Black History is American History
In the U.S., cultural heritage months strive to give communities of color the recognition they deserve. Months such as Native American Indian Heritage Month, Hispanic Heritage Month, Asian-Pacific American Heritage Month, and Irish American Heritage Month highlight the achievements they have made in the United States (U.S.) a country where they often faced, and continue to face, discrimination.
That brings us to the cultural heritage month of February, designated as Black History Month. The origin of Black History Month began in 1915, a half century after the Thirteenth Amendment abolished slavery in the U.S.
Every February the Office of Peace, Justice and Care for Creation honors Black Americans who have made incredible contributions to science, technology, engineering, mathematics, theology, arts, literature, athletics, and politics. And we remember the lives of our Black sisters and brothers who sacrificed their lives as martyrs for liberation, equality and advancement. However, Black history is more than a month and I can no longer think about American history without thinking about Black American history. They are so deeply entwined.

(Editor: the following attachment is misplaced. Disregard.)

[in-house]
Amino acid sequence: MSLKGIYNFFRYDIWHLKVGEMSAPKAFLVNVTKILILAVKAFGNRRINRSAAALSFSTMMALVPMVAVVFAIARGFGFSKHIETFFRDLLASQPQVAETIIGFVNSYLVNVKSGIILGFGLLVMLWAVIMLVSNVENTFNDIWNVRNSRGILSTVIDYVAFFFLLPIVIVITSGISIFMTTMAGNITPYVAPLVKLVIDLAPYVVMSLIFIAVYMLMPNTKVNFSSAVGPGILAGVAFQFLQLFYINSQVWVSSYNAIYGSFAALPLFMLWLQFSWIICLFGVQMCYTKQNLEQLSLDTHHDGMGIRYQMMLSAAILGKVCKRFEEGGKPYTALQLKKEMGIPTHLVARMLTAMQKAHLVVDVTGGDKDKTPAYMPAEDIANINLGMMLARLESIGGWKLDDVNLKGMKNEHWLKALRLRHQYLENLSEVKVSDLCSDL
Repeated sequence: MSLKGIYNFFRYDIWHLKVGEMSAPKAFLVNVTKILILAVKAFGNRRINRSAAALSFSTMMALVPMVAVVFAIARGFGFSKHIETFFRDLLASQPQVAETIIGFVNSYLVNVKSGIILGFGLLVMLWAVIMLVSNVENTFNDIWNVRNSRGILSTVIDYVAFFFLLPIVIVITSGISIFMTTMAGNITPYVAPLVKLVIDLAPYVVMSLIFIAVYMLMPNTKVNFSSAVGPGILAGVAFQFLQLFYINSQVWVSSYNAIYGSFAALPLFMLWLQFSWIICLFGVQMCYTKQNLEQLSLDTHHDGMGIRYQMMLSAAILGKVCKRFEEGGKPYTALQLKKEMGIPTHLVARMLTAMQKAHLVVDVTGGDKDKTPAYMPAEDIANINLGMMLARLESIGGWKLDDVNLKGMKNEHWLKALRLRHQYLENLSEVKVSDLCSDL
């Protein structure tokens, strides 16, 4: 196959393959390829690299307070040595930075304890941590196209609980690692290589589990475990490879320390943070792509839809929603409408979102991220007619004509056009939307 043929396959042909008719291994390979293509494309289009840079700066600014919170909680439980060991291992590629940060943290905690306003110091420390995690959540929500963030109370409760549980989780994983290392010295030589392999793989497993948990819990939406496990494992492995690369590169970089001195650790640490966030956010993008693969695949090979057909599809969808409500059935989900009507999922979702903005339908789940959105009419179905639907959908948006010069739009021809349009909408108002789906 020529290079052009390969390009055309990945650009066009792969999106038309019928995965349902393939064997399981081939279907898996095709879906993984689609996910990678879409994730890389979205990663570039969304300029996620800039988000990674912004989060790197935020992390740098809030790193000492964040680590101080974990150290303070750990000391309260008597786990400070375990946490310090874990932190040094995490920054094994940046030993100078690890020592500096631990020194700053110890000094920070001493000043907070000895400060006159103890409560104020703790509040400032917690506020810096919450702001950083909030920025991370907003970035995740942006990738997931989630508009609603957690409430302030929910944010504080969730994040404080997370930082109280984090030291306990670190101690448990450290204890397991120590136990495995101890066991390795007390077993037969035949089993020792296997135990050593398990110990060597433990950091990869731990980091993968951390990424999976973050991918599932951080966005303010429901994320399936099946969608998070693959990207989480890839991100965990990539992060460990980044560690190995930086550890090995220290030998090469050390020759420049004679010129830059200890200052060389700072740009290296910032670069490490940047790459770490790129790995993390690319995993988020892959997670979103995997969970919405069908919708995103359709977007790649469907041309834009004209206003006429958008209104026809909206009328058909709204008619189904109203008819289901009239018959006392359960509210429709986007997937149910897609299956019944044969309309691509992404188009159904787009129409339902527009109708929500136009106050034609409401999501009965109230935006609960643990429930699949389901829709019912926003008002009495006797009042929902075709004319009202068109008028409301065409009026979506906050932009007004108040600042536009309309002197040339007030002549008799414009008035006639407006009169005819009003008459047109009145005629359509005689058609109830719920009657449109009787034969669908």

Creator God, who loves and delights in all people.
We stand in awe before you, knowing that the spark of life within each person is the spark of your divine life.
Differences among cultures and races are multicolored manifestations of your light.
May our hearts and minds be open to celebrate similarities and differences among our sisters and brothers.
Adapted from the Sisters of Mercy
Debbie Weber Director, OPJCC